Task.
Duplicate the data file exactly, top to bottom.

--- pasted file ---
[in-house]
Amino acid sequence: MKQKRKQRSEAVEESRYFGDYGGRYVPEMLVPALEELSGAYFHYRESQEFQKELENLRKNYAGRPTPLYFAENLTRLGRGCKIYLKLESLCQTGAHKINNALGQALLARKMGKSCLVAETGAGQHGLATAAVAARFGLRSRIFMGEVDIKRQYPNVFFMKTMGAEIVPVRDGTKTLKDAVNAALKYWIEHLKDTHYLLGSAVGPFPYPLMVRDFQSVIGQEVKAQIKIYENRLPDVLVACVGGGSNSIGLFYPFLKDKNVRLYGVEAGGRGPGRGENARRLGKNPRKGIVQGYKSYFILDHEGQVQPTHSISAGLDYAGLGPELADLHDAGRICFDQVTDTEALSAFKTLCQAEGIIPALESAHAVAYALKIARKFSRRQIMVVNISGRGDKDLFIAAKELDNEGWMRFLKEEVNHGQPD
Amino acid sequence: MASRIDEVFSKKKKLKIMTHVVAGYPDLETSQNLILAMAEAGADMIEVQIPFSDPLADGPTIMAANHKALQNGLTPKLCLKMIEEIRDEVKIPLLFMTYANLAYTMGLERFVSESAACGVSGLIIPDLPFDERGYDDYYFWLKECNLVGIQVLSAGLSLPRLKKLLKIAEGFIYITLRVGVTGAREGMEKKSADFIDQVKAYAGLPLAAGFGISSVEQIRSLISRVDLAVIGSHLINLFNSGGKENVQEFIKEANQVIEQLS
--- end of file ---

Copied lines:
[in-house]
Amino acid sequence: MKQKRKQRSEAVEESRYFGDYGGRYVPEMLVPALEELSGAYFHYRESQEFQKELENLRKNYAGRPTPLYFAENLTRLGRGCKIYLKLESLCQTGAHKINNALGQALLARKMGKSCLVAETGAGQHGLATAAVAARFGLRSRIFMGEVDIKRQYPNVFFMKTMGAEIVPVRDGTKTLKDAVNAALKYWIEHLKDTHYLLGSAVGPFPYPLMVRDFQSVIGQEVKAQIKIYENRLPDVLVACVGGGSNSIGLFYPFLKDKNVRLYGVEAGGRGPGRGENARRLGKNPRKGIVQGYKSYFILDHEGQVQPTHSISAGLDYAGLGPELADLHDAGRICFDQVTDTEALSAFKTLCQAEGIIPALESAHAVAYALKIARKFSRRQIMVVNISGRGDKDLFIAAKELDNEGWMRFLKEEVNHGQPD
Amino acid sequence: MASRIDEVFSKKKKLKIMTHVVAGYPDLETSQNLILAMAEAGADMIEVQIPFSDPLADGPTIMAANHKALQNGLTPKLCLKMIEEIRDEVKIPLLFMTYANLAYTMGLERFVSESAACGVSGLIIPDLPFDERGYDDYYFWLKECNLVGIQVLSAGLSLPRLKKLLKIAEGFIYITLRVGVTGAREGMEKKSADFIDQVKAYAGLPLAAGFGISSVEQIRSLISRVDLAVIGSHLINLFNSGGKENVQEFIKEANQVIEQLS